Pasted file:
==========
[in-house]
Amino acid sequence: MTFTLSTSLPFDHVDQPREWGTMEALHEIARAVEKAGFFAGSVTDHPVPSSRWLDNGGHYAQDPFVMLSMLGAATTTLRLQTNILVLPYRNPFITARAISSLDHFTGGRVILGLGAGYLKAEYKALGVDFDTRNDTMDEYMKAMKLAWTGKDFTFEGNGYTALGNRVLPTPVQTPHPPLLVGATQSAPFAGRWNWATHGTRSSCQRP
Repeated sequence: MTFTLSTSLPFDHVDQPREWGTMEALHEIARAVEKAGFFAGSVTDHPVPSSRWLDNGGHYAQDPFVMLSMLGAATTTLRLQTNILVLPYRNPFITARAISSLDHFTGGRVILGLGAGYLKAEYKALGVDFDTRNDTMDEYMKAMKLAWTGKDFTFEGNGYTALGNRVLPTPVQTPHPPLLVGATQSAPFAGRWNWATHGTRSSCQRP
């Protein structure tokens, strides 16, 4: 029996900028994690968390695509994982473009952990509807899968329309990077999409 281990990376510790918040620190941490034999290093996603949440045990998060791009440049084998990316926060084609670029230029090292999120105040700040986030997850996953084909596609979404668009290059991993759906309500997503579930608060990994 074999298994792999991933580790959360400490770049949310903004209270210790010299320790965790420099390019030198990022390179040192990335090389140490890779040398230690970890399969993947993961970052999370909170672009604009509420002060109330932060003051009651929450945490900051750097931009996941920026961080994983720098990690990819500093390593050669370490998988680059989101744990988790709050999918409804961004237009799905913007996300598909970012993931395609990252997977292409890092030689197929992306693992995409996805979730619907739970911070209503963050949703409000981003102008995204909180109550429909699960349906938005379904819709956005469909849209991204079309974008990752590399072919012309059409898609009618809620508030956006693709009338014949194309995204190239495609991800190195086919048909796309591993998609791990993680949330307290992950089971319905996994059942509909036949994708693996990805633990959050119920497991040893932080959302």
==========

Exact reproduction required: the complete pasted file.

[in-house]
Amino acid sequence: MTFTLSTSLPFDHVDQPREWGTMEALHEIARAVEKAGFFAGSVTDHPVPSSRWLDNGGHYAQDPFVMLSMLGAATTTLRLQTNILVLPYRNPFITARAISSLDHFTGGRVILGLGAGYLKAEYKALGVDFDTRNDTMDEYMKAMKLAWTGKDFTFEGNGYTALGNRVLPTPVQTPHPPLLVGATQSAPFAGRWNWATHGTRSSCQRP
Repeated sequence: MTFTLSTSLPFDHVDQPREWGTMEALHEIARAVEKAGFFAGSVTDHPVPSSRWLDNGGHYAQDPFVMLSMLGAATTTLRLQTNILVLPYRNPFITARAISSLDHFTGGRVILGLGAGYLKAEYKALGVDFDTRNDTMDEYMKAMKLAWTGKDFTFEGNGYTALGNRVLPTPVQTPHPPLLVGATQSAPFAGRWNWATHGTRSSCQRP
């Protein structure tokens, strides 16, 4: 029996900028994690968390695509994982473009952990509807899968329309990077999409 281990990376510790918040620190941490034999290093996603949440045990998060791009440049084998990316926060084609670029230029090292999120105040700040986030997850996953084909596609979404668009290059991993759906309500997503579930608060990994 074999298994792999991933580790959360400490770049949310903004209270210790010299320790965790420099390019030198990022390179040192990335090389140490890779040398230690970890399969993947993961970052999370909170672009604009509420002060109330932060003051009651929450945490900051750097931009996941920026961080994983720098990690990819500093390593050669370490998988680059989101744990988790709050999918409804961004237009799905913007996300598909970012993931395609990252997977292409890092030689197929992306693992995409996805979730619907739970911070209503963050949703409000981003102008995204909180109550429909699960349906938005379904819709956005469909849209991204079309974008990752590399072919012309059409898609009618809620508030956006693709009338014949194309995204190239495609991800190195086919048909796309591993998609791990993680949330307290992950089971319905996994059942509909036949994708693996990805633990959050119920497991040893932080959302």